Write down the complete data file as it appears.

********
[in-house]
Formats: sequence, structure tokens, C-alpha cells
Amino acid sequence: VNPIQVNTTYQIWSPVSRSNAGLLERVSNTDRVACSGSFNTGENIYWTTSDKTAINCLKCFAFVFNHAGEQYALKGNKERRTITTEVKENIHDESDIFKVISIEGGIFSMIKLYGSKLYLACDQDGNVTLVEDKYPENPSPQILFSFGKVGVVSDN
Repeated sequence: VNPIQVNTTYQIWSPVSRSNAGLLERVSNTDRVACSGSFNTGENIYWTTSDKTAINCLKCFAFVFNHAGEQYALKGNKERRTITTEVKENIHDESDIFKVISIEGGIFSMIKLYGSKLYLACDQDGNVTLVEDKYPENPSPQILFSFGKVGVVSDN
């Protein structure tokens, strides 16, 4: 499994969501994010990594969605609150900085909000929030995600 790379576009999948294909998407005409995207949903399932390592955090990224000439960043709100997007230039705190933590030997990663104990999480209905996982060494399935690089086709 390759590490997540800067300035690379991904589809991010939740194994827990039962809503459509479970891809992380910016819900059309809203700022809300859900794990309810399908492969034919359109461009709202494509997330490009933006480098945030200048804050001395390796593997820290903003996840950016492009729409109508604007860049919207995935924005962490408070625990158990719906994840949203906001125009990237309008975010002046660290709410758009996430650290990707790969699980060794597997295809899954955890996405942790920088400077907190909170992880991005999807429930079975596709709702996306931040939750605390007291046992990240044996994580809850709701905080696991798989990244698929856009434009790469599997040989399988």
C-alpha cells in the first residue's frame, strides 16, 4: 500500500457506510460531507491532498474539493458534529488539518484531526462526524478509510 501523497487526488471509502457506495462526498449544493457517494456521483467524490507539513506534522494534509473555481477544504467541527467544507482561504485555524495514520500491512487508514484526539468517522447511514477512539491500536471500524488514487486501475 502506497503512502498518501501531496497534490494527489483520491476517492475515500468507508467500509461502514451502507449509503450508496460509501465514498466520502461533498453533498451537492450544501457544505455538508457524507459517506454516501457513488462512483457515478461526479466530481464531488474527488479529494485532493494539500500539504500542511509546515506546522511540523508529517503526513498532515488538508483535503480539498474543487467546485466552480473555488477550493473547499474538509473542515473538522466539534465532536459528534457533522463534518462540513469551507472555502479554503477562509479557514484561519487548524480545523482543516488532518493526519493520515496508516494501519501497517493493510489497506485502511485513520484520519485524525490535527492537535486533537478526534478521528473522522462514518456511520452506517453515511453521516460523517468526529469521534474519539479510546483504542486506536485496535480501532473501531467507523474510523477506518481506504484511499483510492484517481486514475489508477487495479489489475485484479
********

[in-house]
Formats: sequence, structure tokens, C-alpha cells
Amino acid sequence: VNPIQVNTTYQIWSPVSRSNAGLLERVSNTDRVACSGSFNTGENIYWTTSDKTAINCLKCFAFVFNHAGEQYALKGNKERRTITTEVKENIHDESDIFKVISIEGGIFSMIKLYGSKLYLACDQDGNVTLVEDKYPENPSPQILFSFGKVGVVSDN
Repeated sequence: VNPIQVNTTYQIWSPVSRSNAGLLERVSNTDRVACSGSFNTGENIYWTTSDKTAINCLKCFAFVFNHAGEQYALKGNKERRTITTEVKENIHDESDIFKVISIEGGIFSMIKLYGSKLYLACDQDGNVTLVEDKYPENPSPQILFSFGKVGVVSDN
């Protein structure tokens, strides 16, 4: 499994969501994010990594969605609150900085909000929030995600 790379576009999948294909998407005409995207949903399932390592955090990224000439960043709100997007230039705190933590030997990663104990999480209905996982060494399935690089086709 390759590490997540800067300035690379991904589809991010939740194994827990039962809503459509479970891809992380910016819900059309809203700022809300859900794990309810399908492969034919359109461009709202494509997330490009933006480098945030200048804050001395390796593997820290903003996840950016492009729409109508604007860049919207995935924005962490408070625990158990719906994840949203906001125009990237309008975010002046660290709410758009996430650290990707790969699980060794597997295809899954955890996405942790920088400077907190909170992880991005999807429930079975596709709702996306931040939750605390007291046992990240044996994580809850709701905080696991798989990244698929856009434009790469599997040989399988």
C-alpha cells in the first residue's frame, strides 16, 4: 500500500457506510460531507491532498474539493458534529488539518484531526462526524478509510 501523497487526488471509502457506495462526498449544493457517494456521483467524490507539513506534522494534509473555481477544504467541527467544507482561504485555524495514520500491512487508514484526539468517522447511514477512539491500536471500524488514487486501475 502506497503512502498518501501531496497534490494527489483520491476517492475515500468507508467500509461502514451502507449509503450508496460509501465514498466520502461533498453533498451537492450544501457544505455538508457524507459517506454516501457513488462512483457515478461526479466530481464531488474527488479529494485532493494539500500539504500542511509546515506546522511540523508529517503526513498532515488538508483535503480539498474543487467546485466552480473555488477550493473547499474538509473542515473538522466539534465532536459528534457533522463534518462540513469551507472555502479554503477562509479557514484561519487548524480545523482543516488532518493526519493520515496508516494501519501497517493493510489497506485502511485513520484520519485524525490535527492537535486533537478526534478521528473522522462514518456511520452506517453515511453521516460523517468526529469521534474519539479510546483504542486506536485496535480501532473501531467507523474510523477506518481506504484511499483510492484517481486514475489508477487495479489489475485484479